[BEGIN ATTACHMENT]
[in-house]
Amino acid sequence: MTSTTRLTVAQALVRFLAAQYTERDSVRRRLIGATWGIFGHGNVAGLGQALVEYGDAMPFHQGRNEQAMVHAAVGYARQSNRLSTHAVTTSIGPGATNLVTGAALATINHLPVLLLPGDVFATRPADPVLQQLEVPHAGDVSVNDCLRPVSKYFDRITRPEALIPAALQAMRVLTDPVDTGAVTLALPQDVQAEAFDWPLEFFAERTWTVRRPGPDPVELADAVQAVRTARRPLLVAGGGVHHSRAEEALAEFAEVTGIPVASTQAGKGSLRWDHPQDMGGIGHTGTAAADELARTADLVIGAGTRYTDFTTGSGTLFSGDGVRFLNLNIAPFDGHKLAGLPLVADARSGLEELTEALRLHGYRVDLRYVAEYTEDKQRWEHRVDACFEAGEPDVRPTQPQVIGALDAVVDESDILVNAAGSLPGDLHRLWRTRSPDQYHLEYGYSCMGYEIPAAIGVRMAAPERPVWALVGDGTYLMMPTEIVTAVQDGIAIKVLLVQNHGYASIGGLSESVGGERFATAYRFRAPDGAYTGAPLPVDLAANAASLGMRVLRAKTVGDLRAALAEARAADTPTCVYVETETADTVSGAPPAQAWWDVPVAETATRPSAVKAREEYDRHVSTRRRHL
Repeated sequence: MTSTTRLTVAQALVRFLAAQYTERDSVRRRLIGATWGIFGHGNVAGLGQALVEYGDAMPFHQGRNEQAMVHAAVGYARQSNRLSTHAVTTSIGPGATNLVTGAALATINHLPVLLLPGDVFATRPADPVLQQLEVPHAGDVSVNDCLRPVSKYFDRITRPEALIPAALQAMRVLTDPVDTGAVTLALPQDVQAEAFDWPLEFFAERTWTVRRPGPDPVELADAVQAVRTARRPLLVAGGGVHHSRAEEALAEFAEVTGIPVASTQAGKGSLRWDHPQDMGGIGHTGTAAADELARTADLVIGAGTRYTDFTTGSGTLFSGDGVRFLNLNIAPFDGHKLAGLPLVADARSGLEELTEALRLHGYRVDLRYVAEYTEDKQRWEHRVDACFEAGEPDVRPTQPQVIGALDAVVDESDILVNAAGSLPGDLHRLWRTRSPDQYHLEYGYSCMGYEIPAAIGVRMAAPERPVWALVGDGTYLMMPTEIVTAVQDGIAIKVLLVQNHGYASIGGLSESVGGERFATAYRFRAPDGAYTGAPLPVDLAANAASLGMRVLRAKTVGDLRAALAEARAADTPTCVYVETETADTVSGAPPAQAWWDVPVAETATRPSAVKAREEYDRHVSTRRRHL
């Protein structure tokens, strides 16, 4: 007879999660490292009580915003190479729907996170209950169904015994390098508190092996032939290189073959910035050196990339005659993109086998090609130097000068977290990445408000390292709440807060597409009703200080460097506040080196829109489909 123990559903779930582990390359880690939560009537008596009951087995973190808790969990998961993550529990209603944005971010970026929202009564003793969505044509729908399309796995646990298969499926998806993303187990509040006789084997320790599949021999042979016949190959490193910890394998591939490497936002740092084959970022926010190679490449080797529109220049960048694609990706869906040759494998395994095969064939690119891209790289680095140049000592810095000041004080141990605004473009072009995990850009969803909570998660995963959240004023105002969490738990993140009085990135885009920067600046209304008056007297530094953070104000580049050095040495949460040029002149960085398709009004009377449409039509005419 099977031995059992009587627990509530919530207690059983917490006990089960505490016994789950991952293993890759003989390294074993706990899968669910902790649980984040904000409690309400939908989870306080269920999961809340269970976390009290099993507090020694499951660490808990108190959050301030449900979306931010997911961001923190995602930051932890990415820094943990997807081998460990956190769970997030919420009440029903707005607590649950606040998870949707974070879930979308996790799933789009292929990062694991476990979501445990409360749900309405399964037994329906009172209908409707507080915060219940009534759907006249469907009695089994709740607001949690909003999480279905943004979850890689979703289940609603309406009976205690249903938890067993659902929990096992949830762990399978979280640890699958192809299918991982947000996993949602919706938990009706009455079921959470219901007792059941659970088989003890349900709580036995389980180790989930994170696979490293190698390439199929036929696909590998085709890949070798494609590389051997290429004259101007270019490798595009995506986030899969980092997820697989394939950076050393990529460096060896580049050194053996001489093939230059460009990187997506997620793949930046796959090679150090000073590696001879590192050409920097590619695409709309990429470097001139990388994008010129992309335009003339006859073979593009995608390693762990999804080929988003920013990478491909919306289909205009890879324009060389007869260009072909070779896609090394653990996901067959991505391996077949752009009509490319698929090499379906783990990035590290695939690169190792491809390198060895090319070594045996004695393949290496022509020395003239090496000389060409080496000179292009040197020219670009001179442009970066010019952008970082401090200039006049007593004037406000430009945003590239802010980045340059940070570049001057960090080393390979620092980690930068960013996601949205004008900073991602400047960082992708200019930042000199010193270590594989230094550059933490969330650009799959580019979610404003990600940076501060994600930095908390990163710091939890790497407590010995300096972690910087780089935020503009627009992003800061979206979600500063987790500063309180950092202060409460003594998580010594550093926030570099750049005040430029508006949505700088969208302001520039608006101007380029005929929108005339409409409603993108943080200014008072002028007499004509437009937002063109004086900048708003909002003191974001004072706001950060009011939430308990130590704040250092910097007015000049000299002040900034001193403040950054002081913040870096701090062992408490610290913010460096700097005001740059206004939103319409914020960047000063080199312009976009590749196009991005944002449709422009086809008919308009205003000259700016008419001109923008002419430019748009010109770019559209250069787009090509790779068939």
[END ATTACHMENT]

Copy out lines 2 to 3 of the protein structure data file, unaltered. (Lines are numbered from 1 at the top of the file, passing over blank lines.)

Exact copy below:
Amino acid sequence: MTSTTRLTVAQALVRFLAAQYTERDSVRRRLIGATWGIFGHGNVAGLGQALVEYGDAMPFHQGRNEQAMVHAAVGYARQSNRLSTHAVTTSIGPGATNLVTGAALATINHLPVLLLPGDVFATRPADPVLQQLEVPHAGDVSVNDCLRPVSKYFDRITRPEALIPAALQAMRVLTDPVDTGAVTLALPQDVQAEAFDWPLEFFAERTWTVRRPGPDPVELADAVQAVRTARRPLLVAGGGVHHSRAEEALAEFAEVTGIPVASTQAGKGSLRWDHPQDMGGIGHTGTAAADELARTADLVIGAGTRYTDFTTGSGTLFSGDGVRFLNLNIAPFDGHKLAGLPLVADARSGLEELTEALRLHGYRVDLRYVAEYTEDKQRWEHRVDACFEAGEPDVRPTQPQVIGALDAVVDESDILVNAAGSLPGDLHRLWRTRSPDQYHLEYGYSCMGYEIPAAIGVRMAAPERPVWALVGDGTYLMMPTEIVTAVQDGIAIKVLLVQNHGYASIGGLSESVGGERFATAYRFRAPDGAYTGAPLPVDLAANAASLGMRVLRAKTVGDLRAALAEARAADTPTCVYVETETADTVSGAPPAQAWWDVPVAETATRPSAVKAREEYDRHVSTRRRHL
Repeated sequence: MTSTTRLTVAQALVRFLAAQYTERDSVRRRLIGATWGIFGHGNVAGLGQALVEYGDAMPFHQGRNEQAMVHAAVGYARQSNRLSTHAVTTSIGPGATNLVTGAALATINHLPVLLLPGDVFATRPADPVLQQLEVPHAGDVSVNDCLRPVSKYFDRITRPEALIPAALQAMRVLTDPVDTGAVTLALPQDVQAEAFDWPLEFFAERTWTVRRPGPDPVELADAVQAVRTARRPLLVAGGGVHHSRAEEALAEFAEVTGIPVASTQAGKGSLRWDHPQDMGGIGHTGTAAADELARTADLVIGAGTRYTDFTTGSGTLFSGDGVRFLNLNIAPFDGHKLAGLPLVADARSGLEELTEALRLHGYRVDLRYVAEYTEDKQRWEHRVDACFEAGEPDVRPTQPQVIGALDAVVDESDILVNAAGSLPGDLHRLWRTRSPDQYHLEYGYSCMGYEIPAAIGVRMAAPERPVWALVGDGTYLMMPTEIVTAVQDGIAIKVLLVQNHGYASIGGLSESVGGERFATAYRFRAPDGAYTGAPLPVDLAANAASLGMRVLRAKTVGDLRAALAEARAADTPTCVYVETETADTVSGAPPAQAWWDVPVAETATRPSAVKAREEYDRHVSTRRRHL